“I can tell you about many situations where you have a crisis, and your purpose comes and gives you the answer straight away. Purpose is not only powerful because it generates connection and growth, but it's also a compass in a difficult world,” he adds.

Daniel Fisher, the global executive creative director for Unilever at Ogilvy, cites the trust Manfredi has offered the agency over the years as being pivotal to the success of their decades-old partnership.

"In this industry we talk a lot about trust being at the heart of all the best client-agency relationships. Typically though, that trust is normally framed as a one-way street - the client trusts in their creative agency. But with Ale it works both ways. He has unwavering faith in our judgement, and we have absolute belief in his."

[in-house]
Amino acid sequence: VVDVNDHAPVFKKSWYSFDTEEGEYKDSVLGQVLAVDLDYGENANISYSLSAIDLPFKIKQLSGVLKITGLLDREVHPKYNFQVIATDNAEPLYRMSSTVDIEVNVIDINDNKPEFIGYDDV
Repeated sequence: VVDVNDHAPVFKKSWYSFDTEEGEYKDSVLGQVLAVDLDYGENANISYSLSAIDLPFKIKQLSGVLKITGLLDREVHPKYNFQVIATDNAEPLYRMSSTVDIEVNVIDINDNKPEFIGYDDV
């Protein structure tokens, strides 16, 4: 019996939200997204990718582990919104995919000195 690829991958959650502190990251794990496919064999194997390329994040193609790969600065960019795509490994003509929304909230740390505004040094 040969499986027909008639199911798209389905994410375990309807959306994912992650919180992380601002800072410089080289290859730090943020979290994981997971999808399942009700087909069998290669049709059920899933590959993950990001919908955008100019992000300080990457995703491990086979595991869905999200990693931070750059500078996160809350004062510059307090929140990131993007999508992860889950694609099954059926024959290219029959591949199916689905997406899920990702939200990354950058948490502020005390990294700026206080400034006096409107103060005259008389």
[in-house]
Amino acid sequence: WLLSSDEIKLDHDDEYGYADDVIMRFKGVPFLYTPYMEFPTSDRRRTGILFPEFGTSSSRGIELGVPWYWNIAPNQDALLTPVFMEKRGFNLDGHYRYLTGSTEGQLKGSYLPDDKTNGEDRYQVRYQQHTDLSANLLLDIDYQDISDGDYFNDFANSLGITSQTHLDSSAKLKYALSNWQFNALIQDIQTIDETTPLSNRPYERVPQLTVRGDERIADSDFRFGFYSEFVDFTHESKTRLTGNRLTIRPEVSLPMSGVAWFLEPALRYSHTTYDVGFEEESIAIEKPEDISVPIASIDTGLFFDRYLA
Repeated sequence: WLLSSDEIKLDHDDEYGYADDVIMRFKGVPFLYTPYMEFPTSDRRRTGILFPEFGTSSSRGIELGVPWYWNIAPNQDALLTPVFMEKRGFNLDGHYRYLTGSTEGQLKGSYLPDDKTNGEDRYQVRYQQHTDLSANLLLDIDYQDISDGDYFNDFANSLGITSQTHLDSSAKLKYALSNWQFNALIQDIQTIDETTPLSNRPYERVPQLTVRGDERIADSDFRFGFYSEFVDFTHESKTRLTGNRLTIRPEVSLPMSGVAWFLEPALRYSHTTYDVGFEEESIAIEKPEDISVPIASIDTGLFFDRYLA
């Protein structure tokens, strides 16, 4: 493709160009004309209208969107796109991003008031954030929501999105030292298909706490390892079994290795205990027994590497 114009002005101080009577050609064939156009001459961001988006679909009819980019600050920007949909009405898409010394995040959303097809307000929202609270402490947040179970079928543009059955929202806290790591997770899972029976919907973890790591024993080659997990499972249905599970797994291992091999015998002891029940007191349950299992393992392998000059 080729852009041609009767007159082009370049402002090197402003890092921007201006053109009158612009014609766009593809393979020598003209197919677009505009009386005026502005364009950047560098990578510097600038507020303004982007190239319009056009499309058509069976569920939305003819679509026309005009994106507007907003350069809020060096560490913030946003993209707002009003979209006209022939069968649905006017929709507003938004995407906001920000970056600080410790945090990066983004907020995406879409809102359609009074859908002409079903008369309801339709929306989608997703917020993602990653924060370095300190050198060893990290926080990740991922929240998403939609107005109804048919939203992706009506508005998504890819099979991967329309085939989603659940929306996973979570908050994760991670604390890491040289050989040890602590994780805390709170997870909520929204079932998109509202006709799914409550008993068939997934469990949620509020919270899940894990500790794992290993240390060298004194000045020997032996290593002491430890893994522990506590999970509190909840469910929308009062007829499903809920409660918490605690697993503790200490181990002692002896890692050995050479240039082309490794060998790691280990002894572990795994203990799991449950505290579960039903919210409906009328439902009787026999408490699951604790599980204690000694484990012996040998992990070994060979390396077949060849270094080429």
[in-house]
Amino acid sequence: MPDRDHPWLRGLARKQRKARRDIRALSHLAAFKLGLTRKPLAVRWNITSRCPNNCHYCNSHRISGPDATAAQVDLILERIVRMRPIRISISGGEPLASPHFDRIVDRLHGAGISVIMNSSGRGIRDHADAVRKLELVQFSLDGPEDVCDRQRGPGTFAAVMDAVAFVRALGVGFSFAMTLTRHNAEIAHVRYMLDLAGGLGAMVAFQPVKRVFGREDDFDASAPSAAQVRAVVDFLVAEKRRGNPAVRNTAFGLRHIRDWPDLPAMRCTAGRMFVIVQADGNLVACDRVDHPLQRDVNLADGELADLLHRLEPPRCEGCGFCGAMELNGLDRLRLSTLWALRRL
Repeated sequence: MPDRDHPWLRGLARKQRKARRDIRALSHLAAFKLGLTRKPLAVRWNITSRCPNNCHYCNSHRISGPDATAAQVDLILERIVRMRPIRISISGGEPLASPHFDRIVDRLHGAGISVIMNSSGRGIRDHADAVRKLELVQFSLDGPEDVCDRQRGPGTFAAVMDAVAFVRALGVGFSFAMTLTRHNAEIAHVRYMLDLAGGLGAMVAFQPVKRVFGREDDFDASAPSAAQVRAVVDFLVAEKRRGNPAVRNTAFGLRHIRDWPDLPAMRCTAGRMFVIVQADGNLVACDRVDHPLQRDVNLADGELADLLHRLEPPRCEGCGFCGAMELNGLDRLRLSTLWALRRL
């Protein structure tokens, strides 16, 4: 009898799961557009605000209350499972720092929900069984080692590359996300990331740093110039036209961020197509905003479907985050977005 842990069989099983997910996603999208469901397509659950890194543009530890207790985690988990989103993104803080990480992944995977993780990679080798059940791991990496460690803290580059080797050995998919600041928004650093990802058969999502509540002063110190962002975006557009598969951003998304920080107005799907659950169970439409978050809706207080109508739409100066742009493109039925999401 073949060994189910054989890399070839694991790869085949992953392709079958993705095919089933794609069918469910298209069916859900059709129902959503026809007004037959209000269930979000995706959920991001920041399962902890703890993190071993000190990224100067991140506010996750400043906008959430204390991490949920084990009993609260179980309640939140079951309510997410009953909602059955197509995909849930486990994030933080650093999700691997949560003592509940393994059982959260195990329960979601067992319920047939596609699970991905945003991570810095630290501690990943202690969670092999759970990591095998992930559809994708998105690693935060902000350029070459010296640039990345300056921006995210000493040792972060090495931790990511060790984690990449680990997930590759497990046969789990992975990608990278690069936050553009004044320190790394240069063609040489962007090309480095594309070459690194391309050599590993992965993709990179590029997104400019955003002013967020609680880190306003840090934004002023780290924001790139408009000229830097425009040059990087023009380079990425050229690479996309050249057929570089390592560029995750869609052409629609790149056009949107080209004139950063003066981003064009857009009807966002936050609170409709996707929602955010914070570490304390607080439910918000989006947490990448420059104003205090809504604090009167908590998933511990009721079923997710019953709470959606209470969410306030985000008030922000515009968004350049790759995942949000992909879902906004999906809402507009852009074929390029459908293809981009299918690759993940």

Having worked together since 'Courage is Beautiful', Fisher describes Manfredi as becoming "more like a creative partner" over the years.

"When I look back at the work we’ve made together over the past five years, from 'Courage' to 'Reverse Selfie' to 'Turn Your Back' to 'Cost of Beauty' and all the rest, I can clearly remember his contribution to the finished creative product and it was always invaluable," Fisher continues.

Manfredi is a rare breed of marketer that has a history tied to one particular brand that has achieved what many others covet - commercial and creative success while making a lasting impact on society. That impact - his legacy - looks likely to continue for many more years to come.